Past Research Projects

From Center for Advanced Machine Mobility
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The research focus of the CAMM is on inventing, understanding, and improving the mobility of mechanical and aeronautical machines that are dynamic and often actively controlled during operation. This often takes the form of improving existing mobile platforms such as unmanned aircraft, unmanned ground robots, smart projectiles, air drop systems, autonomous miniature air vehicles, and rotorcraft. It also involves creating new hybrid machines with air mobility and ground ambulation capability such as the hopping rotochute miniature vehicle. Typically, research is performed at the intersection of dynamic modeling, control system engineering and design, and involves a mix of theory, simulation, and experimentation. Below are descriptions of several representative recent research projects.

Advanced Parafoil Autonomous Control


Micro Parafoil with Upper Surface Spoilers
100 Square Foot Parafoil with Upper Surface Spoilers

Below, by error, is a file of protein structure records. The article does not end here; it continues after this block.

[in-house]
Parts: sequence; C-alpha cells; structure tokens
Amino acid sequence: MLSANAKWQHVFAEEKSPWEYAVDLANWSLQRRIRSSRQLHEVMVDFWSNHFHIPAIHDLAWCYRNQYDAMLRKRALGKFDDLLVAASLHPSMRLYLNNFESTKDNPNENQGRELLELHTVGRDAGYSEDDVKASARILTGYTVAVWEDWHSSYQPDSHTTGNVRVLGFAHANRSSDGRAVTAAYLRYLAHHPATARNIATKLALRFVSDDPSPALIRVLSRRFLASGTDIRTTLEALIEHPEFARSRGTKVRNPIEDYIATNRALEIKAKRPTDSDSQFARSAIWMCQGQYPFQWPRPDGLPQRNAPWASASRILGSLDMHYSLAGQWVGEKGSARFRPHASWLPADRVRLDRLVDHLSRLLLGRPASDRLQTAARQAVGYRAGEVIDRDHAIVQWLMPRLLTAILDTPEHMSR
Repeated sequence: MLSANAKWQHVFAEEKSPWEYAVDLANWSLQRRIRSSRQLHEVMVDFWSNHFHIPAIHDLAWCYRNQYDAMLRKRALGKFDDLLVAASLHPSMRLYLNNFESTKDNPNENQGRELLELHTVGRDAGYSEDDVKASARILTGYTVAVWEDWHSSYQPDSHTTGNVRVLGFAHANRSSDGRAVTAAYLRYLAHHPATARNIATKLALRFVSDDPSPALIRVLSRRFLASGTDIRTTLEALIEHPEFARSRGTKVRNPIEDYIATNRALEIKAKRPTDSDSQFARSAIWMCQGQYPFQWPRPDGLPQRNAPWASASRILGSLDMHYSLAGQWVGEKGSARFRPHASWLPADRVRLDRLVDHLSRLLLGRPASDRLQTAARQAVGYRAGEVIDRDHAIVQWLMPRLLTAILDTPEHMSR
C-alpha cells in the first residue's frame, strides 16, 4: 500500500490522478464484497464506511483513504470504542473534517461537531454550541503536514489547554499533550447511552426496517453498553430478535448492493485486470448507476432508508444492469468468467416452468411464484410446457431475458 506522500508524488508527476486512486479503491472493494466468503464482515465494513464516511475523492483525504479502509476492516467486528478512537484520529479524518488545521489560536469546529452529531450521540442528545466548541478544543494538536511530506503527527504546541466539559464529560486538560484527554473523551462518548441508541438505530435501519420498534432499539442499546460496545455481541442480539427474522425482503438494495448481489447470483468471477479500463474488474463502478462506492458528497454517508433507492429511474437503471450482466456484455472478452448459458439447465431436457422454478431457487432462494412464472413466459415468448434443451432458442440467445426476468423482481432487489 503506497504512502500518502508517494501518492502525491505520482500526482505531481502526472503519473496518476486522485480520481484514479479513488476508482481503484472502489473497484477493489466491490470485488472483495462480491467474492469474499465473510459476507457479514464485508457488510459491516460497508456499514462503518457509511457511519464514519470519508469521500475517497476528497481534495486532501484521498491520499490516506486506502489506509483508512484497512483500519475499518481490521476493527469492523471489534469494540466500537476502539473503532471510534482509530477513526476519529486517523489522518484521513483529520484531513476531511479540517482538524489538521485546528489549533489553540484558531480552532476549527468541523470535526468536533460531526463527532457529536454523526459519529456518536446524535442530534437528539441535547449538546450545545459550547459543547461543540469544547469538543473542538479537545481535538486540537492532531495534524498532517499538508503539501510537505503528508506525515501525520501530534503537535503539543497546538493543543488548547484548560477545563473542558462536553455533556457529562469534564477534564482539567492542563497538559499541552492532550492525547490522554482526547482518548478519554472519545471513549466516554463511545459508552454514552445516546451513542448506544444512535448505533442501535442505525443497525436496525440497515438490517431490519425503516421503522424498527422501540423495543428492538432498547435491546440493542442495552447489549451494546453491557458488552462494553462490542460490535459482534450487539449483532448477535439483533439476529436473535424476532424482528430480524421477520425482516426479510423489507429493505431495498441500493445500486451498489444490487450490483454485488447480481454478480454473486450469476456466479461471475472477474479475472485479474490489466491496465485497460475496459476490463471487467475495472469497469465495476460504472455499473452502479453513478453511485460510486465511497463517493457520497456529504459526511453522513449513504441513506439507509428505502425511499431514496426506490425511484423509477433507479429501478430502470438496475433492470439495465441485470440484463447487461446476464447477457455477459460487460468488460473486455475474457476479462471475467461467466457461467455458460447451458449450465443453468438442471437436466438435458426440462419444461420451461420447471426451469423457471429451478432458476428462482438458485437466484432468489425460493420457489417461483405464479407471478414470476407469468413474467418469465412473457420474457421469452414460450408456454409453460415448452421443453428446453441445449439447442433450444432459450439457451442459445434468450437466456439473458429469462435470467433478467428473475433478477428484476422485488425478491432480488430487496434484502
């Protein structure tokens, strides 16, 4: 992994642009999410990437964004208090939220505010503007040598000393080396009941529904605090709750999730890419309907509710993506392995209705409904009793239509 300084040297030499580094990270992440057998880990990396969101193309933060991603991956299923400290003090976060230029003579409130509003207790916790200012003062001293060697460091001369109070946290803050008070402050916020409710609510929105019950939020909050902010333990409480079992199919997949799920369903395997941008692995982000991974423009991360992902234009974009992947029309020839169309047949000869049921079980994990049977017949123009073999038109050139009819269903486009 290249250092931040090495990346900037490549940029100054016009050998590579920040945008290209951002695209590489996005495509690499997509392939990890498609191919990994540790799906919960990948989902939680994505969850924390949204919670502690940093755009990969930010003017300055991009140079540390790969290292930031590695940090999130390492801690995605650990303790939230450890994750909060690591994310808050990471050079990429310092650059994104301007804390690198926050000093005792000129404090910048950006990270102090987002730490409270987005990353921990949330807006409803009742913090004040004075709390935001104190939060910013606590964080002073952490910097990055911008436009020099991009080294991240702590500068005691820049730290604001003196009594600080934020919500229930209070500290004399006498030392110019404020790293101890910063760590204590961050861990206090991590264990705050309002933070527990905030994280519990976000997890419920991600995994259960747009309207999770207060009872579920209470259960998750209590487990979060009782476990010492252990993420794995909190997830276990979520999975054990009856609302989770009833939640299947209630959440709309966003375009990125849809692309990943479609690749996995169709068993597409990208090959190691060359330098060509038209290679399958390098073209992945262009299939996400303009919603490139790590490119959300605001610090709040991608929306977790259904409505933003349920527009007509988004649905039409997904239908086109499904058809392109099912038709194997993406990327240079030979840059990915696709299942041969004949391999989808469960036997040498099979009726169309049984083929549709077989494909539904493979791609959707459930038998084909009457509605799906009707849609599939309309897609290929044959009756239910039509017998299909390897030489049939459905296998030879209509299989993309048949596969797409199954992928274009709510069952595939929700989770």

Parafoil and payload systems are unique flight vehicles well suited to perform autonomous airdrop missions. These air vehicles are compact before parafoil deployment, lightweight, fly at low speed, and impact the ground with low velocity. The predominant control mechanism for parafoils is left and right brake deflection. When a right brake control input is executed, the right back corner of the parafoil canopy is pulled down by changing the length of the appropriate suspension lines. Canopy changes created by brake deflection subsequently cause predictable changes in aerodynamic loads which is leveraged for control of the vehicle. For most parafoils, deployment of the right brake causes a significant drag rise and a small lift increase on the right side of the parafoil canopy combined with slight right tilt of the canopy. The overall effect causes the parafoil to skid turn to the right when a right parafoil brake is activated. Although a key element of achieving precise trajectory control, longitudinal control is a more difficult undertaking. Symmetric brake deflection creates a reduction in airspeed but little change in glide slope. Human sky divers use weight shift for both longitudinal and lateral control. By shifting weight fore and aft, glide slope can be actively controlled and permits accurate trajectory tracking, to include very accurate ground impact point control in the presence of relatively high atmospheric winds. New and efficient longitudinal control mechanisms for fully autonomous parafoil and payload air vehicle configurations are needed to enable leap ahead ground impact accuracy improvements. {{#ev:youtube|_Z5SdTEDzCk|500|center}} {{#ev:youtube|CaQDyvmcPI0|500|center}}